13June 1, 2023 and every June 1 thereafter, in a searchable Adobe
14PDF format, on all procurement goals and actual spending for
15women-owned businesses, minority-owned businesses,
16veteran-owned businesses, and small business enterprises in
17the previous calendar year related to the performance of
18obligations in the State of the contracts of licenses listed
19in subsection (a). These goals shall be expressed as a
20percentage of the total work performed by the entity
21submitting the report. The actual spending for all women-owned
22businesses, minority-owned businesses, veteran-owned
23businesses, and small business enterprises shall also be
24expressed as a percentage of the total work performed by the
25entity submitting the report. Notwithstanding any provision of
26law to the contrary, any entity with obligations related to

 

 

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1equity eligible actions pursuant to the Illinois Power Agency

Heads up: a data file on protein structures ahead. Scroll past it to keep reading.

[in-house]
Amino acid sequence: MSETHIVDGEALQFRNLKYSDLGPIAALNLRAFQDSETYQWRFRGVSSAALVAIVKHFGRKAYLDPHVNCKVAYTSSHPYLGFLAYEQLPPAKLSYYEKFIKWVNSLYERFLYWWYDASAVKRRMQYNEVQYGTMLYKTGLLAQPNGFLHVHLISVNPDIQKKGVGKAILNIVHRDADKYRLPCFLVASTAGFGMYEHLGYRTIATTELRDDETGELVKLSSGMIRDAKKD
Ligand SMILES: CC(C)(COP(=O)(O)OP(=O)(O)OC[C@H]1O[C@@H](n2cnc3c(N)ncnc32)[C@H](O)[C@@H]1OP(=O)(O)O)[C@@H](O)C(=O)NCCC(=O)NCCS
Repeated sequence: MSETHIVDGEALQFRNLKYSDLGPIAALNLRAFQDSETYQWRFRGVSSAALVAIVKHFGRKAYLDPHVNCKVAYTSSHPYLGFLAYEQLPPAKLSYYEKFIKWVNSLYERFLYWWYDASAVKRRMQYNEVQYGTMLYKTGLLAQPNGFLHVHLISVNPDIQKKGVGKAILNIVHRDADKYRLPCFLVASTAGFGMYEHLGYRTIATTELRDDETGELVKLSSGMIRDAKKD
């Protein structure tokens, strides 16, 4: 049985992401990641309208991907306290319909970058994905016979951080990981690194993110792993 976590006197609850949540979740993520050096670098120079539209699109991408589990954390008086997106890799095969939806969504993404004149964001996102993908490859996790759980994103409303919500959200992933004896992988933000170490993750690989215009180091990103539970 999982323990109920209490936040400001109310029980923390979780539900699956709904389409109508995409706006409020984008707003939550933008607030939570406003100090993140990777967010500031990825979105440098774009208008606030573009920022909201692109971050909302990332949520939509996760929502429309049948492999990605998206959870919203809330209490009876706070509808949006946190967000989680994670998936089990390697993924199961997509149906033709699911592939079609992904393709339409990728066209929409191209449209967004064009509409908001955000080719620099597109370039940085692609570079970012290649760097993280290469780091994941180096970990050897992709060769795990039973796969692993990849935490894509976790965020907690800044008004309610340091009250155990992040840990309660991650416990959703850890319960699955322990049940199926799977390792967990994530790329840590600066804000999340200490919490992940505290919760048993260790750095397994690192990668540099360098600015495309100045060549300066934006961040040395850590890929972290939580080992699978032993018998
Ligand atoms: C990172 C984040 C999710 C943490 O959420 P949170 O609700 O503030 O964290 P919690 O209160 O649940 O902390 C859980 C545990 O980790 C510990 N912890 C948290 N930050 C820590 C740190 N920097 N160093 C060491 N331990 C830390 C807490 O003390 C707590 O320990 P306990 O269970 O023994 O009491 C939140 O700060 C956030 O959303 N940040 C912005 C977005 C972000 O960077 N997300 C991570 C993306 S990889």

2Act may express such goals and spending in those terms.
3    Each participating entity in its annual report shall
4include the following information related to the entity's
5operations in the State related to the certificates or
6activities listed in subsection (a):
7        (1) an explanation of the plan for the next year to
8    increase participation;
9        (2) an explanation of the plan to increase the goals;
10        (3) the areas of procurement each entity shall be
11    actively seeking more participation in the next year;
12        (4) an outline of the plan to alert and encourage
13    potential vendors in that area to seek business from the
14    entity;
15        (5) an explanation of the challenges faced in finding
16    quality vendors and offer any suggestions for what the